The 1960s was a formative time for technology, with many of the innovations we now take for granted, like lasers and computers, in early development. However, it also saw Britain indulge in one of its periodic bouts of anxiety about its industrial performance and declining international competitiveness. One of the root causes was ascribed to the low status of technology. To some, like outgoing Vice President of the Royal Society Professor Gordon Sutherland, the time seemed right to set up a new independent academy of technology, a view he aired in The Guardian in November 1963.
Not everyone agreed with him, particularly in the Royal Society, which had already championed pure science very effectively and many felt it could do the same for engineering and technology, as Dr Peter Collins, Director of the Royal Society Centre for History of Science, explained in a lecture to the Royal Academy of Engineering this week.
By 1970 the Royal Society appeared to be winning the argument and opinion turned against the idea of a new academy, despite the support of Technology Minister Tony Benn MP. It took six more years and the determination of Professor John Coales, Chairman of the Council of Engineering Institutions, to overcome the reservations and finally form the Fellowship of Engineering. The first 130 Fellows, enrolled at Buckingham Palace on 11 June 1976, were the finest British engineers of their day, including Lord Hinton, who had driven the UK’s supremacy in nuclear power, jet engine genius Sir Frank Whittle, design guru Sir Ove Arup, radar pioneer Sir George MacFarlane, bouncing bomb inventor Sir Barnes Wallis, and Sir Maurice Wilkes, father of the UK computer industry.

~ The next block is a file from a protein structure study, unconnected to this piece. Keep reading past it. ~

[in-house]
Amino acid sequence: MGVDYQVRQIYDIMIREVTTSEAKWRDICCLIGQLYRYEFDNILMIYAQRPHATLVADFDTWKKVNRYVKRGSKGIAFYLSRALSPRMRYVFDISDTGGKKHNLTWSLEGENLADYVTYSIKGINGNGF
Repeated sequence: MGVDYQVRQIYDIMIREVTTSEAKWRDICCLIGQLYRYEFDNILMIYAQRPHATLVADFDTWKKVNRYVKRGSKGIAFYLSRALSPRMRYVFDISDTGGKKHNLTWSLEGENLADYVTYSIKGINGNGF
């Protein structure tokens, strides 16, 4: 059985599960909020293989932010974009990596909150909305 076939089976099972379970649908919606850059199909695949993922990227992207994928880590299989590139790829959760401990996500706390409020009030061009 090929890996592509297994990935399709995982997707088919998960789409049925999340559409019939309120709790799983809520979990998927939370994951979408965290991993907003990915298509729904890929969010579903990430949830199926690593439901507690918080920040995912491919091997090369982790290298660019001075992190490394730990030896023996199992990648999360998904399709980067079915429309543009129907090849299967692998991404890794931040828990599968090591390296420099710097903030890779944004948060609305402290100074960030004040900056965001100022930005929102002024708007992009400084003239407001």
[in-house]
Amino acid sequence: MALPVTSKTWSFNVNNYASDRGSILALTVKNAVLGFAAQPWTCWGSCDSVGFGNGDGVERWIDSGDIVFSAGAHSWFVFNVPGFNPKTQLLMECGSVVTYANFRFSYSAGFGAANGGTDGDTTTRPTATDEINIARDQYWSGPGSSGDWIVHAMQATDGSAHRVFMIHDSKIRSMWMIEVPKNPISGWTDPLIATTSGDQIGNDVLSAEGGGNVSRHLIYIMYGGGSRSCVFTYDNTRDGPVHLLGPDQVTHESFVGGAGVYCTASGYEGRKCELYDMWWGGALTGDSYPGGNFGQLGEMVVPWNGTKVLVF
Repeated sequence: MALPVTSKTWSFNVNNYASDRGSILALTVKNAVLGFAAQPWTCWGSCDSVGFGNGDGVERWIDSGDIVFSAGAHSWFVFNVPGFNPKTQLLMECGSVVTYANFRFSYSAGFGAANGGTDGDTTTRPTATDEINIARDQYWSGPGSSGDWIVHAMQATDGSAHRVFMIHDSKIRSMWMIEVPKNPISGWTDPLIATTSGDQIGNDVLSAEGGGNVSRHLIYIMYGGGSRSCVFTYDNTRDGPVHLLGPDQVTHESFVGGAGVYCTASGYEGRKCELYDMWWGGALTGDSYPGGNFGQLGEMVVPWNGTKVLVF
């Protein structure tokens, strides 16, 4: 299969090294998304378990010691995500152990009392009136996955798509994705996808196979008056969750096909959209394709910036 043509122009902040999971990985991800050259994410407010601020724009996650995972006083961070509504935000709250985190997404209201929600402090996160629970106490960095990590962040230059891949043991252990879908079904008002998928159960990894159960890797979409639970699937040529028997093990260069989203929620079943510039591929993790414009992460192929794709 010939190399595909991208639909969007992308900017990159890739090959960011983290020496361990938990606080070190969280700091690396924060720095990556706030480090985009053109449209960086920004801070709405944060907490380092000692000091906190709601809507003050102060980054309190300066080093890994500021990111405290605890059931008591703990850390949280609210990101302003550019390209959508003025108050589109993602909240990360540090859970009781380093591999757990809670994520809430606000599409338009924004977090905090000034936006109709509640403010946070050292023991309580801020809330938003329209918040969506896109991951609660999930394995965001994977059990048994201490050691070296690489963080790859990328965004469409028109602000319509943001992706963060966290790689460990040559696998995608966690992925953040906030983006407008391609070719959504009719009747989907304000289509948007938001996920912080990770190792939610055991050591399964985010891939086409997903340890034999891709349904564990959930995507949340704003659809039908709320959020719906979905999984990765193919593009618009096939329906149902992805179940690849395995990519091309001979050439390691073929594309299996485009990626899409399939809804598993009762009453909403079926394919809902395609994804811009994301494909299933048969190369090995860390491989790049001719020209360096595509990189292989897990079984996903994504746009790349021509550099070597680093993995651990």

HRH Prince Philip, Duke of Edinburgh, was a key player in the build up to the formation of the Fellowship of Engineering and has served as its Senior Fellow ever since. The Fellowship, which became the Royal Academy of Engineering in 1992, celebrates its 35th anniversary this year and now has over 1300 Fellows and continues to fulfil Sutherland's vision as the champion of excellence in UK engineering and technology.
View a video of the lecture on raeng.tv
Notes for editors
The full text of Dr Collins’ lecture The pre-history of the Fellowship of Engineering is at www.raeng.org.uk/events
Founded in 1976, The Royal Academy of Engineering promotes the engineering and technological welfare of the country. Our fellowship – comprising the UK’s most eminent engineers – provides the leadership and expertise for our activities, which focus on the relationships between engineering, technology, and the quality of life. As a national academy, we provide independent and impartial advice to Government; work to secure the next generation of engineers; and provide a voice for Britain’s engineering community.
For more information please contact
Jane Sutton at The Royal Academy of Engineering
Tel. 020 7766 0636; email: Jane Sutton